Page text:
"Freethought" (one word) is the label most often embraced by atheists, agnostics, and secularists of the 19th and early 20th centuries. Free thinking (two words) could lead one to uncommon conclusions regarding any number of topics; freethinking (one word) came to mean the process by which one came to uncommon conclusions about religion.
Freethinkers held that (either probably or certainly) God does not exist; that gods, scriptures, and religions are best understood as products of human action; that religion and government should be held separate; and that moral values should be sought in human experience, not in holy books. Of course, this is essentially identical to the worldview held by 20th and 21st century secular humanists.
During the 19th and early 20th centuries, when west-central New York State played the role southern California does today, freethinkers tended to be involved in a wide variety of radical social reform efforts. Most of the prominent American anarchists were atheists, for example. Critics of religion were prominent in the abolition movement; they were especially visible in opposing the idea that slavery was ordained by God. Freethinkers were over-represented among so-called sex radicals, who championed everything from the abolition of marriage to birth control, then a most controversial notion. They were also prominent among proponents of woman's rights and woman suffrage; indeed, two of the three leaders of the 19th century woman suffrage movement, Elizabeth Cady Stanton and Matilda Joslyn Gage, were explicit freethinkers.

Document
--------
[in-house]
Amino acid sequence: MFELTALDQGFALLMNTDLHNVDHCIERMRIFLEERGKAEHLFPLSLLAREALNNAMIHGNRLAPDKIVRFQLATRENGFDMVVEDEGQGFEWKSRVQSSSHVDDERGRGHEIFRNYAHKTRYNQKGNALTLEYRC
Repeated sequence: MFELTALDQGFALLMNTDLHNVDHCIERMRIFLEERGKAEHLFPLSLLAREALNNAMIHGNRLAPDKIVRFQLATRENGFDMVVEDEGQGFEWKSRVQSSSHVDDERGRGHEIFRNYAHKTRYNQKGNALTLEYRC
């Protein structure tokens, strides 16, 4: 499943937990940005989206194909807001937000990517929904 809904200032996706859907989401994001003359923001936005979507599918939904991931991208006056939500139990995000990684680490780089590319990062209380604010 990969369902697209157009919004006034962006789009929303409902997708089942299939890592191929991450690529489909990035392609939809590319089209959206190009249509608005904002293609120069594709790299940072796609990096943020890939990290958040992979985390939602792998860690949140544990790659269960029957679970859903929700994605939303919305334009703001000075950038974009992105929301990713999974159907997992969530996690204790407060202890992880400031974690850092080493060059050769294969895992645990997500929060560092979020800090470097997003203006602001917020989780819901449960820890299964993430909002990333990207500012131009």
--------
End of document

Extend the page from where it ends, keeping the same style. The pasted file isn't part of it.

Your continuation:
Freethinkers of this period had other associations that many today would find surprising. There was considerable overlap between the freethought and Spiritualist movements. That seems strange today, when atheists and secular humanists are often associated with groups skeptical of paranormal claims. But it should be recalled that in its earliest years, Spiritualism was regarded by many as a "scientific" exploration of the afterlife whose results overturned many of the teachings of traditional churches. Also, little of the mountainous evidence of misdirection and fraud among spirit mediums had yet come to light.
Of course, there was no shortage of freethinkers whose activism was principally concerned with challenging religous dogmas. Among them were orator Robert Green Ingersoll, journalist Obadiah Dogberry, organizer C. D. B. Mills, and educator Andrew Dickson White. Also noteworthy was the New York Freethinkers Association, an organization of national significance which held two important conventions in Watkins, now Watkins Glen. The first of these conventions, in 1878, was the site of events that would lead indirectly to the standard for obscenity upheld by U. S. courts until 1959.